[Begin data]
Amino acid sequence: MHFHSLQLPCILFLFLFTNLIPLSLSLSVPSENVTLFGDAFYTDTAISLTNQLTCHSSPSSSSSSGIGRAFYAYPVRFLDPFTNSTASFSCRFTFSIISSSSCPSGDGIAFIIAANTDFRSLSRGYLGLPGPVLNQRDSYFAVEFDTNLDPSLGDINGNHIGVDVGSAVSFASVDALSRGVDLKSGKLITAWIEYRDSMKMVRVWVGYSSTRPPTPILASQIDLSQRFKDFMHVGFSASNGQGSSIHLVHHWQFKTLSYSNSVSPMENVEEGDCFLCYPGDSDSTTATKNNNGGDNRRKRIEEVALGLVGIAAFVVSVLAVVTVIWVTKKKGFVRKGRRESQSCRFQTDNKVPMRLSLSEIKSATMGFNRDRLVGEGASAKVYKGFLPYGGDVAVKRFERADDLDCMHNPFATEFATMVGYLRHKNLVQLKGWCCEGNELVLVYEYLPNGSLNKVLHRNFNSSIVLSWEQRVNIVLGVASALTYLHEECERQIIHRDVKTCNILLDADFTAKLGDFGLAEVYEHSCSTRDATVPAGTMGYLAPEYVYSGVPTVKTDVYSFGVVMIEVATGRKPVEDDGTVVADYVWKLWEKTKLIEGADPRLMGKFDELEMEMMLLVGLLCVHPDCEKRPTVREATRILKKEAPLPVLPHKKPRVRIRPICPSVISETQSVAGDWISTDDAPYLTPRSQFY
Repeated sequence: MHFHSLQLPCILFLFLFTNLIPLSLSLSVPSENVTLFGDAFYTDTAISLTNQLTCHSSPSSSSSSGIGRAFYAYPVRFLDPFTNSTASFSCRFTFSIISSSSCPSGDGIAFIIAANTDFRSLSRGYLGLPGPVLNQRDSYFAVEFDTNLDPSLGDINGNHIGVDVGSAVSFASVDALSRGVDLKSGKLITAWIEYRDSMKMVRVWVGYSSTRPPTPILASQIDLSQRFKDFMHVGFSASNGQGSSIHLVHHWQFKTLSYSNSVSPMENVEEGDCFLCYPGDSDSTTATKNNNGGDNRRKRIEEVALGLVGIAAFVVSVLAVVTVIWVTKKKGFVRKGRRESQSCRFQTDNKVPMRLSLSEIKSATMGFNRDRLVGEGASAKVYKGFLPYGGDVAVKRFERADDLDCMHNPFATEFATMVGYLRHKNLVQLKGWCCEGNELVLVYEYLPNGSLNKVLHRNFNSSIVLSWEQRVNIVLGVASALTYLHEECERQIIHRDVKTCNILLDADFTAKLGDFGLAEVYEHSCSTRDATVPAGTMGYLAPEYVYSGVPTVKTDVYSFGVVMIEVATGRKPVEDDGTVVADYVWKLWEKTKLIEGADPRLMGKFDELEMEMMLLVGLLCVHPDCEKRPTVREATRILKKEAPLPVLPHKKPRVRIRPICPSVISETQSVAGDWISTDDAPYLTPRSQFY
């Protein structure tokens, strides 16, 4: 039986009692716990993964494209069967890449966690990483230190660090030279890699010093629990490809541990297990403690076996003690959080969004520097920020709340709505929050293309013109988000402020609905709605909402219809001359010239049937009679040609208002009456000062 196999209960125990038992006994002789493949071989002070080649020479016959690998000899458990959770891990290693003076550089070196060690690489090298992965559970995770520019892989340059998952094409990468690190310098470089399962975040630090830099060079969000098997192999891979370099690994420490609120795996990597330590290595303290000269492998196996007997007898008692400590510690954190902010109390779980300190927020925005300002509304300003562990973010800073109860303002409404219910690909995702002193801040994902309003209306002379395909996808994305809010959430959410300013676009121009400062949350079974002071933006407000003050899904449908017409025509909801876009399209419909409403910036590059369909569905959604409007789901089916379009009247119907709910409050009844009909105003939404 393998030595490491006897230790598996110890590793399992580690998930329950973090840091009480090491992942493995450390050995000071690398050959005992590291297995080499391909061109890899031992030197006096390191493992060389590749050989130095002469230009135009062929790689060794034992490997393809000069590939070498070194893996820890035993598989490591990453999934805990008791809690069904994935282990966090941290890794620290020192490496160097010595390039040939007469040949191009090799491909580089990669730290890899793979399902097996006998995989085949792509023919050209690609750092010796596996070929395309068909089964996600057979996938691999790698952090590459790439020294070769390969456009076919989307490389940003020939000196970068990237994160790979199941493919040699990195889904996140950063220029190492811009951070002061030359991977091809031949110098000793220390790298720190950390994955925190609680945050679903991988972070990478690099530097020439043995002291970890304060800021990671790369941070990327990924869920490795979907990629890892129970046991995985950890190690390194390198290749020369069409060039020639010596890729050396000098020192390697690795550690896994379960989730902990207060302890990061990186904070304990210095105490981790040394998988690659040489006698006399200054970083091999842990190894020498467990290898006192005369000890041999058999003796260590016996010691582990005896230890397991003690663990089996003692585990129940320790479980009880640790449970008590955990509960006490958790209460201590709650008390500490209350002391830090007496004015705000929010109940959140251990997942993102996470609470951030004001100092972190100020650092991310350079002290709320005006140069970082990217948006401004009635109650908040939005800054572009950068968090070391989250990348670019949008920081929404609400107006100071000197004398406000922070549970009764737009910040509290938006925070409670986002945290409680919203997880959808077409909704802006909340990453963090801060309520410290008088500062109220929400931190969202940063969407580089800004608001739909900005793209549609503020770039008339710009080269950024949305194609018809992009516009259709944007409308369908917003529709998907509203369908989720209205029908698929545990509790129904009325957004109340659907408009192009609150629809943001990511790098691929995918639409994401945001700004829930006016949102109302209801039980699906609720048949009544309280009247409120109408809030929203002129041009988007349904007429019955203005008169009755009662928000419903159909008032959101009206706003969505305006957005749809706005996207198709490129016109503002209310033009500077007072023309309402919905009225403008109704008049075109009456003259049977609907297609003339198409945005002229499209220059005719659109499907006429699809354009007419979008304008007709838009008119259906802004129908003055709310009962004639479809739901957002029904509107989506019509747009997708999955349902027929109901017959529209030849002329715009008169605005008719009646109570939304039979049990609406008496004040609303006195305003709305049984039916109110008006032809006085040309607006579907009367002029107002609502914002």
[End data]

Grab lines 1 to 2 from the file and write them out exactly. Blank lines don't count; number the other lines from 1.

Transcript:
Amino acid sequence: MHFHSLQLPCILFLFLFTNLIPLSLSLSVPSENVTLFGDAFYTDTAISLTNQLTCHSSPSSSSSSGIGRAFYAYPVRFLDPFTNSTASFSCRFTFSIISSSSCPSGDGIAFIIAANTDFRSLSRGYLGLPGPVLNQRDSYFAVEFDTNLDPSLGDINGNHIGVDVGSAVSFASVDALSRGVDLKSGKLITAWIEYRDSMKMVRVWVGYSSTRPPTPILASQIDLSQRFKDFMHVGFSASNGQGSSIHLVHHWQFKTLSYSNSVSPMENVEEGDCFLCYPGDSDSTTATKNNNGGDNRRKRIEEVALGLVGIAAFVVSVLAVVTVIWVTKKKGFVRKGRRESQSCRFQTDNKVPMRLSLSEIKSATMGFNRDRLVGEGASAKVYKGFLPYGGDVAVKRFERADDLDCMHNPFATEFATMVGYLRHKNLVQLKGWCCEGNELVLVYEYLPNGSLNKVLHRNFNSSIVLSWEQRVNIVLGVASALTYLHEECERQIIHRDVKTCNILLDADFTAKLGDFGLAEVYEHSCSTRDATVPAGTMGYLAPEYVYSGVPTVKTDVYSFGVVMIEVATGRKPVEDDGTVVADYVWKLWEKTKLIEGADPRLMGKFDELEMEMMLLVGLLCVHPDCEKRPTVREATRILKKEAPLPVLPHKKPRVRIRPICPSVISETQSVAGDWISTDDAPYLTPRSQFY
Repeated sequence: MHFHSLQLPCILFLFLFTNLIPLSLSLSVPSENVTLFGDAFYTDTAISLTNQLTCHSSPSSSSSSGIGRAFYAYPVRFLDPFTNSTASFSCRFTFSIISSSSCPSGDGIAFIIAANTDFRSLSRGYLGLPGPVLNQRDSYFAVEFDTNLDPSLGDINGNHIGVDVGSAVSFASVDALSRGVDLKSGKLITAWIEYRDSMKMVRVWVGYSSTRPPTPILASQIDLSQRFKDFMHVGFSASNGQGSSIHLVHHWQFKTLSYSNSVSPMENVEEGDCFLCYPGDSDSTTATKNNNGGDNRRKRIEEVALGLVGIAAFVVSVLAVVTVIWVTKKKGFVRKGRRESQSCRFQTDNKVPMRLSLSEIKSATMGFNRDRLVGEGASAKVYKGFLPYGGDVAVKRFERADDLDCMHNPFATEFATMVGYLRHKNLVQLKGWCCEGNELVLVYEYLPNGSLNKVLHRNFNSSIVLSWEQRVNIVLGVASALTYLHEECERQIIHRDVKTCNILLDADFTAKLGDFGLAEVYEHSCSTRDATVPAGTMGYLAPEYVYSGVPTVKTDVYSFGVVMIEVATGRKPVEDDGTVVADYVWKLWEKTKLIEGADPRLMGKFDELEMEMMLLVGLLCVHPDCEKRPTVREATRILKKEAPLPVLPHKKPRVRIRPICPSVISETQSVAGDWISTDDAPYLTPRSQFY